Avoidance of conflicts in turbocharger vane and by-pass response to command signals to their respective actuators in the transition region between turbine vane control and by-pass control can make the transition smoother, and that would be seen as a desirable improvement in a turbocharger control strategy.

SUMMARY OF THE INVENTION

The present invention relates to a strategy in furtherance of the goal of making transitions between by-pass control and turbine vane control in the vicinity of the choke limit line seamless.

Briefly, the invention contemplates modeling a turbocharger by defining inside the efficient operation zone, a line that is spaced from and generally parallel with the choke limit line. For convenience the defined line will be referred to as an optimum efficiency line. When engine operation causes turbocharger operation to enter the portion of the efficient operation zone lying between the optimum efficiency line and the choke limit line, the high-pressure compressor vanes begin to be controlled in a particular way that is a function of the optimum efficiency line and the choke limit line. This control mode generally provides a smoother transition from vane control to by-pass control, and vice versa, and generally avoids choking of the high-pressure compressor.

As the compressor operation enters the zone between the optimum efficiency line and the choke limit line, the inventive strategy provides for the use of a model developed through analytical and/or actual running of an engine under various conditions.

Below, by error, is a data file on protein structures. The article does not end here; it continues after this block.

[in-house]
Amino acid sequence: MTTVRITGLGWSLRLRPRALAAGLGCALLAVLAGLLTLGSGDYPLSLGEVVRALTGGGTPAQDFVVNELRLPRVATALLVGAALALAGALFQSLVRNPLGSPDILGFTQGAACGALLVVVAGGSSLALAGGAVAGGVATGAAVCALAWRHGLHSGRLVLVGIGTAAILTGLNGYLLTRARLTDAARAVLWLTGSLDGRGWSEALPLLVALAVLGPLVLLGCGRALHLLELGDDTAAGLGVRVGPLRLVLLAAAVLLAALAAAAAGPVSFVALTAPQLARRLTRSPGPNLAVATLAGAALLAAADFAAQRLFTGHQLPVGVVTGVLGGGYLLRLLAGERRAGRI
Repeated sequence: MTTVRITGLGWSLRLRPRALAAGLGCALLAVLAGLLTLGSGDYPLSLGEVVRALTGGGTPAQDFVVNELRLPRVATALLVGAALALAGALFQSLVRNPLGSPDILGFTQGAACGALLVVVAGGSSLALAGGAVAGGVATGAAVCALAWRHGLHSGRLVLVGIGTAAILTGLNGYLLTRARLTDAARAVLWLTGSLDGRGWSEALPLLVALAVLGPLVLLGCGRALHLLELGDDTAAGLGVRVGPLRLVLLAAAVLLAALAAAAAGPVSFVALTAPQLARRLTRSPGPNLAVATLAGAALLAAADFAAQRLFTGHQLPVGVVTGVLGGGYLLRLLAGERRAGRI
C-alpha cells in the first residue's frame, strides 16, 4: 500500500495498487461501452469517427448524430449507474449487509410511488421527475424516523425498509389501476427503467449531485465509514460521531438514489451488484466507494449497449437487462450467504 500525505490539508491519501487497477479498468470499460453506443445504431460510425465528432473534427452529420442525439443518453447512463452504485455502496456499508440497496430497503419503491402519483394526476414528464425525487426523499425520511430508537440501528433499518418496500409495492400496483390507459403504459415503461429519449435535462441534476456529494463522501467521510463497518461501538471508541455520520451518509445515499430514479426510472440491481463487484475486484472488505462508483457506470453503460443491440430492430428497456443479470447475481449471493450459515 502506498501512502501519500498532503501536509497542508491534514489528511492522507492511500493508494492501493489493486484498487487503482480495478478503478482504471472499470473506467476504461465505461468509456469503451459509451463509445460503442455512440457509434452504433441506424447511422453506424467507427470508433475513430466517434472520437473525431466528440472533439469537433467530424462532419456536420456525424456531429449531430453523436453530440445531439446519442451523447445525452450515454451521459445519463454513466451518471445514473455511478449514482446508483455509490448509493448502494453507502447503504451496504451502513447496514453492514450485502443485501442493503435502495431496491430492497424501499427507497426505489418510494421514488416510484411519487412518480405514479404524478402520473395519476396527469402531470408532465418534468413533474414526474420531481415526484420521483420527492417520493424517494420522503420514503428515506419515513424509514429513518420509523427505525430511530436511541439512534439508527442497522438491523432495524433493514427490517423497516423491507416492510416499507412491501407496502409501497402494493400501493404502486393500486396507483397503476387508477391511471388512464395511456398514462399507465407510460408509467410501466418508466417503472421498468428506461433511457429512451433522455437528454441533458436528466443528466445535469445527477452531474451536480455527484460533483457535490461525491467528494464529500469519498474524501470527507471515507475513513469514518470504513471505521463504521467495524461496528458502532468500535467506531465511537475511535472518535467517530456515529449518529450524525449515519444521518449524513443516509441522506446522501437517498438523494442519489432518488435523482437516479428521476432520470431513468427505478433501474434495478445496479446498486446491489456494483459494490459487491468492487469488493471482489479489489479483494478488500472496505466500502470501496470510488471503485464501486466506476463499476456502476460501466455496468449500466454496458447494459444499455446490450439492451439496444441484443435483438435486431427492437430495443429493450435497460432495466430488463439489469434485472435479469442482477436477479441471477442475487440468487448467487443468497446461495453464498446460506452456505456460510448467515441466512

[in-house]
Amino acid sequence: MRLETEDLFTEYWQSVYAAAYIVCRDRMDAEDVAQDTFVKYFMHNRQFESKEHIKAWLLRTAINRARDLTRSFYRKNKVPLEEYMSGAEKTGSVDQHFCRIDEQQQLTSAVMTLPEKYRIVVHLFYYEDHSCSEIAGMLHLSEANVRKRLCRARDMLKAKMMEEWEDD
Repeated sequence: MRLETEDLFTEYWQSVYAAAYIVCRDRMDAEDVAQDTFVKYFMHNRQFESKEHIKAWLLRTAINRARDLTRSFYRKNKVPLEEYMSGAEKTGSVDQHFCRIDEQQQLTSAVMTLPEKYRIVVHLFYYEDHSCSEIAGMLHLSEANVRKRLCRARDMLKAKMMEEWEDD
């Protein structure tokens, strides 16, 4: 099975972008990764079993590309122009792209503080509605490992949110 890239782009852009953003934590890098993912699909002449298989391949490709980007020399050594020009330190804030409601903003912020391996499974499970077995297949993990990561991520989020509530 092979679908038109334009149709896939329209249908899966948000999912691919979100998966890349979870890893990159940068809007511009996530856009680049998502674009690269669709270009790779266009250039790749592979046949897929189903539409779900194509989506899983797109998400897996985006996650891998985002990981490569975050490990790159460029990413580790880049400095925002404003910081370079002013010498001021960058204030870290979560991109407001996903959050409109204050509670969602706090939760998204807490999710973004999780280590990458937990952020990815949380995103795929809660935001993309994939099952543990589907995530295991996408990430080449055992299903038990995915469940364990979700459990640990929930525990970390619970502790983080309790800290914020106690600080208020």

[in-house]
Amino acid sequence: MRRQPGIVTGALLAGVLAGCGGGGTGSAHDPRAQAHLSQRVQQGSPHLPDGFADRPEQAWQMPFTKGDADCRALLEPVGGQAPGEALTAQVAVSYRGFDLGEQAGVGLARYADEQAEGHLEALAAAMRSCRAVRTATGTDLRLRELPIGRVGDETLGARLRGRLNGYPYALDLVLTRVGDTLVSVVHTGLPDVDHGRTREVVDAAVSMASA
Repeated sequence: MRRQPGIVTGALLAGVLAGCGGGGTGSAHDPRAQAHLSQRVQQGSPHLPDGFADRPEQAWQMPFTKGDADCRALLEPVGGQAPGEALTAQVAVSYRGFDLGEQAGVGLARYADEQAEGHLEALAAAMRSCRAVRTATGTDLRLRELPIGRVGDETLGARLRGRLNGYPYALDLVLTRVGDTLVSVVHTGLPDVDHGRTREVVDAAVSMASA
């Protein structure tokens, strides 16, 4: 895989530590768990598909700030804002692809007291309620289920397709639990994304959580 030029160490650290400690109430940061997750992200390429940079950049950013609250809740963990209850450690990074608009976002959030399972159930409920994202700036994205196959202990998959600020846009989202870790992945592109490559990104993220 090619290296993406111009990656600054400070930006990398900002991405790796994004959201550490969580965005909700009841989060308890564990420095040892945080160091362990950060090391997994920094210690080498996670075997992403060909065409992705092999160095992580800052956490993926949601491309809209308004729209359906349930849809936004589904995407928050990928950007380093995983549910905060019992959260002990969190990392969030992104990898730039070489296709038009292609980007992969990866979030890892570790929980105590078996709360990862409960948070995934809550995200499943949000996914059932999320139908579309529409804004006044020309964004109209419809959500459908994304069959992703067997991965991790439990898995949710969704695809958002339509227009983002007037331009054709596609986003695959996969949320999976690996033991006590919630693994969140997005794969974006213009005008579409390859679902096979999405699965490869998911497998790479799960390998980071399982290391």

The model is embodied in the engine control system and based on relationships between pressure ratio across the compressor and mass air flow, the latter preferably being corrected for pressure and temperature entering the compressor. Upon compressor operation crossing the optimum efficiency line and approaching the choke limit line, the model generally calls for increasing the opening of the vanes as compressor operation increasingly approaches the choke limit line. When the vanes have been maximally opened, but choking of the compressor is imminent, the by-pass is opened to allow the low-pressure stage to become effective and thereby avoid high-pressure compressor choking.

Principles of the invention can be embodied in an engine control strategy without the inclusion of additional mechanical devices, making implementation of the inventive strategy cost-effective. In addition to improving engine performance, the invention can have a favorable effect on tailpipe emission compliance with applicable laws and regulations.

One generic aspect of the present invention relates to a method for control of a two-stage turbocharger in a turbocharged engine.